generally than he ever did before, but
Would not say whether he could whip Mc
Auliffe. No "Blower" in This Crowd.
His traiuers were equally reticent about
the possible result of the fight. The Meyer
party to New Orleans included the two
trainers. A'f Kennedy, his backer, and
young Eddy Meyer. They travel in a
special cur and will reach New Orleans to
night at 7 o'clock. Meyer will do
but little work, as he is down to proper
weight 13S pounds. There is not a great
deal of betting in Chicago on the fights in
New Orleans. The local sports seem to
favor Sullivan and Myer.
LIVE STOCK AND PRODUCE MARKETS.
Chicago. Sept. 1.
Followingfwcrj the quotations on the board
oftrale today: Wheat September, opened
closuil 74c; December, openo 1 7tc, closed
c; Alar. opened S2;c closed &5c
Corn September opened closed 4S?4c:
October, opened 4lta, closed 4U?8c; May, openo 1
614e, cl-ed U$.fc. O.its September.
oened i3?se. closeu :3J8i-; October, opened
iic closed 34c; Slay, opeiiel 36?c closed
37c l'ork September, opened J9.tr; Lj
closed S1U..7JJ5: Octo ber, o.euei SlO.lti. closed
$11.37H; January, opened Jll.8 closed
$12.10. Lird-Sei umbar, opened and closed
Live Stock Price at the Union Stock yarJs
today range! as follows; Hogs Market
opened slow an.l weak; packers and shippers
taking hold slowly; prices declined 153'c:
sales ranged at $atl&4.tiU pigs. 4-fl04j,ilU
light. 84.tkX8.ttyJ rough pocking. $4.6&5.:ju
mixed, nnd 5.S53JU heavy packing and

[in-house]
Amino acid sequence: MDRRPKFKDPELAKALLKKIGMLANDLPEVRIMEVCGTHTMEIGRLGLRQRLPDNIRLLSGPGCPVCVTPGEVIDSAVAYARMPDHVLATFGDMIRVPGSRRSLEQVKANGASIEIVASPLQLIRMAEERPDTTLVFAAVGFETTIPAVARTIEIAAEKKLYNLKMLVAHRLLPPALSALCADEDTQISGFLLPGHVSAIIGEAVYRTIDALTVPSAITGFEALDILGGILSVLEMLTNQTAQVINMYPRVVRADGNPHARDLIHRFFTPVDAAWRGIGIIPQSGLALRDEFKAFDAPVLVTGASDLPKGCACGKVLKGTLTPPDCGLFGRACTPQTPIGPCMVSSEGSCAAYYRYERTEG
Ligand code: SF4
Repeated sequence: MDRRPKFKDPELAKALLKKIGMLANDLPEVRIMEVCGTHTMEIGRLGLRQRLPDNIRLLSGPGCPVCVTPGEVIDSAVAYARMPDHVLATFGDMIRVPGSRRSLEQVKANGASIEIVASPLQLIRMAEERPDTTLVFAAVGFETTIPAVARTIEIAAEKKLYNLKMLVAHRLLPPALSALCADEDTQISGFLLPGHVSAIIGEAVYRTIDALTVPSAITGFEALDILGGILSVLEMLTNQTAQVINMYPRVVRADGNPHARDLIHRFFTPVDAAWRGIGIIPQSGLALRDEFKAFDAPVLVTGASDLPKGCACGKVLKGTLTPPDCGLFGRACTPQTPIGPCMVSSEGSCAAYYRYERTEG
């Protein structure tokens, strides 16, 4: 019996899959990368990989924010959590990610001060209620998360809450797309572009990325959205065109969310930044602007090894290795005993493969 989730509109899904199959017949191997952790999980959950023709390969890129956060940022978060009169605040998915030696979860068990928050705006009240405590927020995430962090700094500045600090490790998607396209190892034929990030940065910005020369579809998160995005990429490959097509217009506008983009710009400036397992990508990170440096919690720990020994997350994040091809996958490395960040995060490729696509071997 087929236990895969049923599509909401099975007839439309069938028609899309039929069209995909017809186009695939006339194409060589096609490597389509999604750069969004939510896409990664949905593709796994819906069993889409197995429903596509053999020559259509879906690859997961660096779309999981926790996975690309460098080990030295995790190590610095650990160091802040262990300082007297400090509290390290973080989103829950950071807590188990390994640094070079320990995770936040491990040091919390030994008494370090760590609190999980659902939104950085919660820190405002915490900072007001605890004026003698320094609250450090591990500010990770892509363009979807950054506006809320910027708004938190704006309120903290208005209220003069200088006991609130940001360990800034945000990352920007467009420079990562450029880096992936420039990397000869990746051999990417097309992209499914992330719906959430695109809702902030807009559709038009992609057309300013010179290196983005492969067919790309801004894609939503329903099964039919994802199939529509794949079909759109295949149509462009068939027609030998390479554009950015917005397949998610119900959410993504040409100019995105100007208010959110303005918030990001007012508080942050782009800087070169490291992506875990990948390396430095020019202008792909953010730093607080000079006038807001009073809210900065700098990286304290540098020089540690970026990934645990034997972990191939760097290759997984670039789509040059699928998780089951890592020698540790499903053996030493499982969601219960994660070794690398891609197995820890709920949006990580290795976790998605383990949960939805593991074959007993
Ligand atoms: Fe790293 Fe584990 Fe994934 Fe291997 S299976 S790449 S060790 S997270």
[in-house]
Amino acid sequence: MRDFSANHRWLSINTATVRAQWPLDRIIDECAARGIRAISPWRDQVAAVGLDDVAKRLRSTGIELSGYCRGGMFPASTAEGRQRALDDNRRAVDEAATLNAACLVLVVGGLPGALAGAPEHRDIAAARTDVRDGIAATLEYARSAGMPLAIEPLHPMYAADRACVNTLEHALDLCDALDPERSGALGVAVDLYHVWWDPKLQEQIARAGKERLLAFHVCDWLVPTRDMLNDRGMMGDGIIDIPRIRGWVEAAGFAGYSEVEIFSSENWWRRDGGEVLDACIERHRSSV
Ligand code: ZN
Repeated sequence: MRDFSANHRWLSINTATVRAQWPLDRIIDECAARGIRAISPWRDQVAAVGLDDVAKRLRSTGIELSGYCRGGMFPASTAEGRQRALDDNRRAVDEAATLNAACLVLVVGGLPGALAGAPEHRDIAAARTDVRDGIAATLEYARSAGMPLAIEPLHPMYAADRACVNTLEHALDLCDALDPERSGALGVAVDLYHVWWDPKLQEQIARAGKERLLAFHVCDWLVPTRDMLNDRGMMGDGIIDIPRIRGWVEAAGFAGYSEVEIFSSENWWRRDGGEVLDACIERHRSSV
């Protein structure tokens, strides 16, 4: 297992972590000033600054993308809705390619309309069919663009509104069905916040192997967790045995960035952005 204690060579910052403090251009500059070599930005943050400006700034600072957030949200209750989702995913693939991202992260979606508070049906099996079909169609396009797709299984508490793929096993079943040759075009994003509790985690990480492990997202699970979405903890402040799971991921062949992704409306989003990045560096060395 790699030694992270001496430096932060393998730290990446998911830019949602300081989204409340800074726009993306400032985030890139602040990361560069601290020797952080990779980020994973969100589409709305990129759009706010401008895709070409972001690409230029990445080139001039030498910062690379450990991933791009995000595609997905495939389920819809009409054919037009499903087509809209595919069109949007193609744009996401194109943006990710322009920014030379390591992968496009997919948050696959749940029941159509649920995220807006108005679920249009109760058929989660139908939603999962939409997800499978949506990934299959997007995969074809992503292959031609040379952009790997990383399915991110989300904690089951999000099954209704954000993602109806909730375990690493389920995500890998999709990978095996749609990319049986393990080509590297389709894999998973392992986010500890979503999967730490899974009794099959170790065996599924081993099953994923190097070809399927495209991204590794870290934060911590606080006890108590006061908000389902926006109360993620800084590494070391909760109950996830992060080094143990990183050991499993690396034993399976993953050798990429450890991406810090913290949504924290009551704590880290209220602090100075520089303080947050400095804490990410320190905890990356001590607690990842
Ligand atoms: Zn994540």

Cattle Market only moderately active on
local and shipping account, and feeling
rather easy: p i es without material change;
quotations tanged at Si 1ivj,5..-5 choice to
extra shipping steers, S4.5ofii3.i0 good to
choice d.s 4.a4it.0 fair to good.
$3.503.4.10 common to medium do, $3.40ttt iw
butchers' steers, $i504p3 2i stock ers, JL75&
aiu Texas steers. fi75S4.10 range steers.
HOaUITU feeders, J 1.75iiuii cows. $iOJai3i
bulls, and Jiibo-ii veal lalves.
Sheep Market moderately active and prices
easy; quotations range! at $4.00t.5O per
lOUlus western. $3.:.U&a.3J natives, $J.S&t.3J
Texas, and &i.UUi26.S0 lambs.
Produce: Rutter Fancy separitor. 25 J
&lsc; fine creameries. :&Jc; dairies, fancy,
fresh. aiiiic; packing stock, fresh. He
Eggs Southern stock. lGic per dot.; north
ern. 17c, loss i.ff. Live Poultry Hens. 10c per
lb; spring chickens. 10Je per lb: roosters, oc;
ducks. 9o; spring docks. 10c; turkeys, lie rn-r
lb. Potatoes Minnesota Early Ohios, ftoc
per bo.; Kansas Early Oidos. 6j6i per bo.;
St. Louis Early Ohio. 5Ji.53c per bu.; Long
Islanl Itoss, L:&5 per brL Apples
Ureen. Si03-W per bri: poor. 81.0u(iU3.
red. fJ.ida-So; Duchess, J4.Jiti3.0J per brl;
10i:ic per l-ox. Blackberries Sl.lSJl-iJ
per lft-quart case. Blueberries L50&L75 pjr
4 New York. Sept. l
Wheat No. 2 miie 1 cash.. . 79c; Septem
ber, 7SJc: October. a)ic; November, bljc;
December. AtC Corn No. 2 mixed cash Lac;
September. 5 H: October, SLM ; November;
65Jc. Oats .Sa 2 mixed cash. &7JS3;4c,
September, 3794c: October. ;J4c Kye
Dull; 62&Uc in car lots. Barley Nominal,
l'ork Dull; old mess. $11.75L50. Lard
Wuiet; September, $7.81: October. $7.78.
Live btck: Cattle Market firm, bat no
trading in beeves; drea ied beef steady; native
sides. 7tj.Kc per lb. Sheep and lambs Sheep
dull and (low; lambs active; t-heep,
per l'JU lbs: lambs. S i7. Hogs 31arket weak;
Vive hogs, $55.50 per luO lbs.
The Loeal Market.
Brsn Wc per cwt.
Shipstnflf 1.00 per cwt.
11 ay Timothy. $11(313: prairie, 10&11; clover
taiO; baled. $11.0013.SO.
Bntter Fslrto choice, 12e; creamery, J&24c
Eggs Fre.h, 14c; packed 10c.
Poultry Chickens, 1U&LJK; turkeys Uo
docks, l-itfe: geese, 10c.
FKCIT AND VCeSTABLSS.
Apples $S.25fe$S 75 r v r bU.
On ions 8CK&S5C.
Cattle Butchers pay for corn fed steers
m&44e: cows and neifei. 2U&3c: calves
Hard 7 50CIT 75.
Soft 1 I0&2 30.
Common boards $16.
Joist Scantling and timber, 12 to 16 feet. 18.
Every additional foot in length 50 cents.
X A X Shingles 12 75.
Latb S- SO.
Fencire 12 to 16 feet $18 .
ock boird,rouj;b $16.
I r MM l f a-
II If it
LESS THAU HALF THE
PRICE- OhOTHER BRANDS
HALVtS.IQ f QUARTERS
SOLD !N CAHS'Qribt-
y i I